Author Charles Montgomery has travelled the globe in an attempt to nail down the ephemeral concept of happiness, and how the environments in which we live affect it. His book, Happy City: Transforming Our Lives Through Urban Design explores the close relationship between how we have shaped our cities, and how our cities have shaped us.
Montgomery, who grew up in Duncan, uses Vancouver throughout the book as an example of successful urban design, and for good reason. For decades, Vancouver has topped global polls as being one of the most liveable cities in the world. The city’s vibrant downtown core, with its mixture of residential and commercial uses all in close proximity to nature provides unique opportunities for recreation and social interaction.
But this didn’t happen by accident.
City planners long ago recognized that future growth in Vancouver couldn’t take the form of suburban low-density sprawl, as was the case elsewhere in North America, due to the city’s unique geography, the lack of freeways, and restrictions preventing the conversion of farmland to residential uses by the Agricultural Land Reserve.
The “Vancouverism” model of urban design that resulted, therefore, encouraged mixed-use podium developments in the downtown core, with ground-floor commercial units and medium- to high-density residential units above, allowing residents to live close to work, and businesses to thrive.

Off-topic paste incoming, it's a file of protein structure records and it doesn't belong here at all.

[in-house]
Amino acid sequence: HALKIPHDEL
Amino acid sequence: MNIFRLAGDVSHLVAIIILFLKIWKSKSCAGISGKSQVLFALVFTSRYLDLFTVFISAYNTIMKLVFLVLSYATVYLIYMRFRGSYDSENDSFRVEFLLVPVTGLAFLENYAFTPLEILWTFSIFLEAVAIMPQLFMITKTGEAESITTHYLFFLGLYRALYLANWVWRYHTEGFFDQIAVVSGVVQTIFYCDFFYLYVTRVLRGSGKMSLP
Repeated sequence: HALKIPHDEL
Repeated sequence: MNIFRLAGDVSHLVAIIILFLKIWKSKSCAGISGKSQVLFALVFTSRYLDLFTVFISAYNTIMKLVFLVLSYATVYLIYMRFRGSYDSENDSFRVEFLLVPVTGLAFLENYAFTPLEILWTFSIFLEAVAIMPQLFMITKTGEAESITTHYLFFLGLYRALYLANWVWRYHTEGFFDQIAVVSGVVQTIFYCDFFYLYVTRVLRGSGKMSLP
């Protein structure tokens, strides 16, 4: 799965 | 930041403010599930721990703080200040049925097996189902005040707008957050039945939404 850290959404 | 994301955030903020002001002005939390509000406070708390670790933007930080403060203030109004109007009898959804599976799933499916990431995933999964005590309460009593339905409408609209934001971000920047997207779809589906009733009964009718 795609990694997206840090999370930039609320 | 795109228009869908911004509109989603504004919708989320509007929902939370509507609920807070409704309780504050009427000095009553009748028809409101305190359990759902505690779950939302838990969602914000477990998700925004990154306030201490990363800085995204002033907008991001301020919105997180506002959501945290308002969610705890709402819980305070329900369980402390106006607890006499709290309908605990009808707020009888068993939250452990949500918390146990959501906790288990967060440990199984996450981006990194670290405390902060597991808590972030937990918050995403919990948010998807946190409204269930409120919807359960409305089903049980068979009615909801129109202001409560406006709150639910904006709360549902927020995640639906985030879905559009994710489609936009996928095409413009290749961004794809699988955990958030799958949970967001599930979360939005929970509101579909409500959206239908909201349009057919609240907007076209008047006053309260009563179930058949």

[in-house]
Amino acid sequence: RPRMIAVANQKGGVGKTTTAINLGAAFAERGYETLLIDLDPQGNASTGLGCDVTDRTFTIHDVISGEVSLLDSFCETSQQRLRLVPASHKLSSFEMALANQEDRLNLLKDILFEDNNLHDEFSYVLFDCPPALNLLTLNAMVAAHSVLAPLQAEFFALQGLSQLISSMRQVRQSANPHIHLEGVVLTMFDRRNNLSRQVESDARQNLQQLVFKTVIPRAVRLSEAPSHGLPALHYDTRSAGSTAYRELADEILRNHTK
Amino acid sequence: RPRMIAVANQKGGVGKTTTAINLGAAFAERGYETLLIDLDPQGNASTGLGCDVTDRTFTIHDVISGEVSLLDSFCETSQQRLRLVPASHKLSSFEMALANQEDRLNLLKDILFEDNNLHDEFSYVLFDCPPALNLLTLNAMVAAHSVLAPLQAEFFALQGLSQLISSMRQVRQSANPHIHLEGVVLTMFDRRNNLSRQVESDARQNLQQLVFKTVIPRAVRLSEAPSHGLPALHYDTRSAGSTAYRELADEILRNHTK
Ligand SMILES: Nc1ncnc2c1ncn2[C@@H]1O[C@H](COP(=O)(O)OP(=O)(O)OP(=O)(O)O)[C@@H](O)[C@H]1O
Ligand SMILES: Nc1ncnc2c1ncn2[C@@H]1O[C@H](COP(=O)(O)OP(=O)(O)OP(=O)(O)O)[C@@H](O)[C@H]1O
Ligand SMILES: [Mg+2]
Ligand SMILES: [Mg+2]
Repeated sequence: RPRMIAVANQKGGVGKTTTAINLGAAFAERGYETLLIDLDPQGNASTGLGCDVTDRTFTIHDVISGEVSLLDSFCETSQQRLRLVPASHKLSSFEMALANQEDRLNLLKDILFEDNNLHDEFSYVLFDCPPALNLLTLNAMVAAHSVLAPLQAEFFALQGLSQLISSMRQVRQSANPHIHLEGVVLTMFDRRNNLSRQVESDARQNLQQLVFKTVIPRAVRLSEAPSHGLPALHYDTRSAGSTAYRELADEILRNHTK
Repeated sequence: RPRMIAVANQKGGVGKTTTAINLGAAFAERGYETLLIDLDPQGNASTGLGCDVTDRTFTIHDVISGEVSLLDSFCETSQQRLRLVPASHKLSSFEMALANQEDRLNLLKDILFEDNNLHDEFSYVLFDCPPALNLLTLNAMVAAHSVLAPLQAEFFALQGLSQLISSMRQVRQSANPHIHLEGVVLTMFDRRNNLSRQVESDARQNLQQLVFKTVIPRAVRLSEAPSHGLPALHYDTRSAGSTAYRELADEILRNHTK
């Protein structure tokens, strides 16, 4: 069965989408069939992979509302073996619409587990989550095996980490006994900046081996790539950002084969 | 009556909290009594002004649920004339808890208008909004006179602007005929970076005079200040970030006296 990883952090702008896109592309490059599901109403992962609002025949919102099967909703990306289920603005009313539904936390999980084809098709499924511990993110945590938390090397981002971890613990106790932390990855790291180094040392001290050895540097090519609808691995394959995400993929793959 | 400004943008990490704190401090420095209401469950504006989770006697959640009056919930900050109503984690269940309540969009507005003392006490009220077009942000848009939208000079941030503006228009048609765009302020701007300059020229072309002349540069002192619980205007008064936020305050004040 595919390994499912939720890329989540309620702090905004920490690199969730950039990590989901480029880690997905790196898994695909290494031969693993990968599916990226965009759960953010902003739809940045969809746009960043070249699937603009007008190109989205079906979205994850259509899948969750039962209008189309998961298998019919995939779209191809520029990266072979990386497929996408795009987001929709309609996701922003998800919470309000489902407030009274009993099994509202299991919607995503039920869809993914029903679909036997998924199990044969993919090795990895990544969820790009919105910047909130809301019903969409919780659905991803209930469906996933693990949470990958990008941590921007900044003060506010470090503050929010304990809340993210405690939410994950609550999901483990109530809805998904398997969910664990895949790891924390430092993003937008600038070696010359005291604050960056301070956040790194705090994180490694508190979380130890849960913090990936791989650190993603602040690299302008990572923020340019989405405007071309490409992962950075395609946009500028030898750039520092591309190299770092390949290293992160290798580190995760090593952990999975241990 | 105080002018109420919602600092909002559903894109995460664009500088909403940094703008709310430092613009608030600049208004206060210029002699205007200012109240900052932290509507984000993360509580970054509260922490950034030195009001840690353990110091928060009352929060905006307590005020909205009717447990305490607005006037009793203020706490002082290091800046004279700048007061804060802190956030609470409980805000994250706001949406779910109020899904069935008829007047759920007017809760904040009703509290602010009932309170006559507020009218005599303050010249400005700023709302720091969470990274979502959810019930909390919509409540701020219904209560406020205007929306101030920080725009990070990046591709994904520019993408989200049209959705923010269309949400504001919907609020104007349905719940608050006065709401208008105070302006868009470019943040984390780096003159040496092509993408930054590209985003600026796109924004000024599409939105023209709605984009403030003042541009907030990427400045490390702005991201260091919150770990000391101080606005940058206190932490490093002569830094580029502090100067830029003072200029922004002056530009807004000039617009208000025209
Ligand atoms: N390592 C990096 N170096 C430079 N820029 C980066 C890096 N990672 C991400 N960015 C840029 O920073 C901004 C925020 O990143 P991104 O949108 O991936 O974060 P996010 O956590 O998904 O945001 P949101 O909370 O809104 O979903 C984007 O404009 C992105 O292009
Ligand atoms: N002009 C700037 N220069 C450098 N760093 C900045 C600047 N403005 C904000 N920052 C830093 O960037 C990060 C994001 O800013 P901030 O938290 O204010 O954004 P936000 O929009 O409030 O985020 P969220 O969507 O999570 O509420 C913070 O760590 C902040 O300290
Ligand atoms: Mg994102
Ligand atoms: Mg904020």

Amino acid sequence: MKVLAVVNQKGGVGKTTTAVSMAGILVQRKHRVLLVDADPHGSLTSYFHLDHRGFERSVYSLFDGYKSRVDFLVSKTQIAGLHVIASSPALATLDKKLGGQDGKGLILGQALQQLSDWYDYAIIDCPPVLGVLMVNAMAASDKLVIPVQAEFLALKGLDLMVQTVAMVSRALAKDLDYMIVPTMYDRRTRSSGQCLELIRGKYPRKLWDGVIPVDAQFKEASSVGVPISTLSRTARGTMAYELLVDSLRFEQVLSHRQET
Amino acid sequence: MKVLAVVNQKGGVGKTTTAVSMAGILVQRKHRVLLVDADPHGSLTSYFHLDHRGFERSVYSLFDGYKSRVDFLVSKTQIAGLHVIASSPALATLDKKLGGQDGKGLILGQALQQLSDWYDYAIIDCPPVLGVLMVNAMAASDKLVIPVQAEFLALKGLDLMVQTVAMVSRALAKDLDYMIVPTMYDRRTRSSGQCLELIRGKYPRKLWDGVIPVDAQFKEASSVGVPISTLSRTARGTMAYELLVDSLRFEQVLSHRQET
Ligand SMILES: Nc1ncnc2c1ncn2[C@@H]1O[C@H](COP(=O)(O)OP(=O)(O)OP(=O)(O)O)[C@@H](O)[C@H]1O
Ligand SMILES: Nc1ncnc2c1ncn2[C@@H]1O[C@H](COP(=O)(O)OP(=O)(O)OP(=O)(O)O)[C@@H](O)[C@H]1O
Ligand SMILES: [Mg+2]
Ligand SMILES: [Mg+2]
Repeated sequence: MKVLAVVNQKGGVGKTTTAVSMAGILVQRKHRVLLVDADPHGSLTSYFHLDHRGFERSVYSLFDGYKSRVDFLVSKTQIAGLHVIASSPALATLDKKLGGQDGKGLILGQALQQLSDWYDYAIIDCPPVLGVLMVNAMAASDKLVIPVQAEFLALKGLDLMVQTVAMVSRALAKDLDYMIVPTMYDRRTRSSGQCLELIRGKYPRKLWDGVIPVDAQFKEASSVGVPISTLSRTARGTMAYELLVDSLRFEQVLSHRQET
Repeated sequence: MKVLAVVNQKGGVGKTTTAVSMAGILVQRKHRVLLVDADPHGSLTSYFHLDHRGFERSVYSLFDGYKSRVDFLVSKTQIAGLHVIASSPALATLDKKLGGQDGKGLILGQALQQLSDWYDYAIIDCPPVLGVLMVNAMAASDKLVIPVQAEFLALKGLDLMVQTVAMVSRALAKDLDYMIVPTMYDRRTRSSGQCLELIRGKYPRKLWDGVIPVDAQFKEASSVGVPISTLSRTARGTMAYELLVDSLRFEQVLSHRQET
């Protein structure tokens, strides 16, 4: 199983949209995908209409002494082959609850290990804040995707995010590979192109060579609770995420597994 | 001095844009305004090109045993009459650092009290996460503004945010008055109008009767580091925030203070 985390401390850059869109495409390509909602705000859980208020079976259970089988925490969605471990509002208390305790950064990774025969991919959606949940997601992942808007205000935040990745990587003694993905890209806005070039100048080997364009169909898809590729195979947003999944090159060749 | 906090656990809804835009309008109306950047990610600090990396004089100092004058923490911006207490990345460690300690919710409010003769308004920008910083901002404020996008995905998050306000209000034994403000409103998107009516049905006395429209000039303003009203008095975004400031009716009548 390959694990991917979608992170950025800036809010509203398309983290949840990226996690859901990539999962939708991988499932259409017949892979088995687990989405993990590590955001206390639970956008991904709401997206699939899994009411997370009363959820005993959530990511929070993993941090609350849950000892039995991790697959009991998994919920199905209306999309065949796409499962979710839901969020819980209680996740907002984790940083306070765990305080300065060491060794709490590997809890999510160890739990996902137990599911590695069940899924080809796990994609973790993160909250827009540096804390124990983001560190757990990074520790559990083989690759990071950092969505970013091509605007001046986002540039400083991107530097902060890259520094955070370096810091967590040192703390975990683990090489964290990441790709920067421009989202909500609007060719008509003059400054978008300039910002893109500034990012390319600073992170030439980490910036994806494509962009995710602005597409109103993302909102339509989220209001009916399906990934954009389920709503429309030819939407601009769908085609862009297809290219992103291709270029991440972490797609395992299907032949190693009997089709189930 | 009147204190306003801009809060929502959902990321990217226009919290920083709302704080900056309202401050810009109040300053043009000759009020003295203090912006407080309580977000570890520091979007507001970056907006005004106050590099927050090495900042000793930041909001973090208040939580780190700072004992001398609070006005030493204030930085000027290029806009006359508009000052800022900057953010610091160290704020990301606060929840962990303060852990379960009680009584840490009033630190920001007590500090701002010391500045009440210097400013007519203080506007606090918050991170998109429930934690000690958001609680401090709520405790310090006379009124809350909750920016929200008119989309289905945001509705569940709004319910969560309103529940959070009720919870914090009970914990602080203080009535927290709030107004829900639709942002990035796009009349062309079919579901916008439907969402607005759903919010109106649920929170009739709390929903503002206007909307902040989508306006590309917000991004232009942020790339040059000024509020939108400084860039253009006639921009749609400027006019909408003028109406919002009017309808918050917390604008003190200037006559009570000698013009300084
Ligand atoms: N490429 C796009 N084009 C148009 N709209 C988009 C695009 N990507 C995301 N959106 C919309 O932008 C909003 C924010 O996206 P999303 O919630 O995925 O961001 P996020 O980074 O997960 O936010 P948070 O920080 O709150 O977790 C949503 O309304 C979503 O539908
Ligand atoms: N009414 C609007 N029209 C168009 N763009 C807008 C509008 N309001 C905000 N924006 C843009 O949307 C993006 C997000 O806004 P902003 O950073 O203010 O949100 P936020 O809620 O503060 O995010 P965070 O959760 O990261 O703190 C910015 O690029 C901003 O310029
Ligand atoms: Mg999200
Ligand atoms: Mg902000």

“The Vancouverism model is unique and copied by other cities,” explains Montgomery. “It combines density with other values, like views of nature and visually interesting streetscapes.”
Those planning decisions have had a profoundly positive effect on our day-to-day lives, he explains in Happy City, and the result has been a largely happy populace, despite our seasonal lack of vitamin D.
A 2008 study published by the Scandinavian Journal of Economics confirms what most of us already know: The longer we commute, the unhappier we are. Certainly the proximity many Downtown Vancouverites have to their place of work contributes to their well being.
Similar studies, which Montgomery details in his book, have also demonstrated how positive social interactions with people on the street, feelings of autonomy and independence, financial security, and closeness to nature all positively impact one’s sense of well being.
A well-designed city, he argues, can deliver all of these outcomes.
So it’s no wonder Essential Travel magazine recently named Vancouver one of the top 10 “Happiest Cities in the World” to travel to, or that it is a perennial contender for world’s most liveable city.
However, as Vancouver prepares itself for the upcoming municipal election in November, the city finds itself at a crossroads. How will we maintain and increase our standard of living when faced with decades of anticipated population growth?
By 2040, Metro Vancouver expects more than 150,000 new residents in Vancouver proper, requiring close to 100,000 new residential units. As well, an additional 1.2 million residents are expected throughout the Metro region in that span.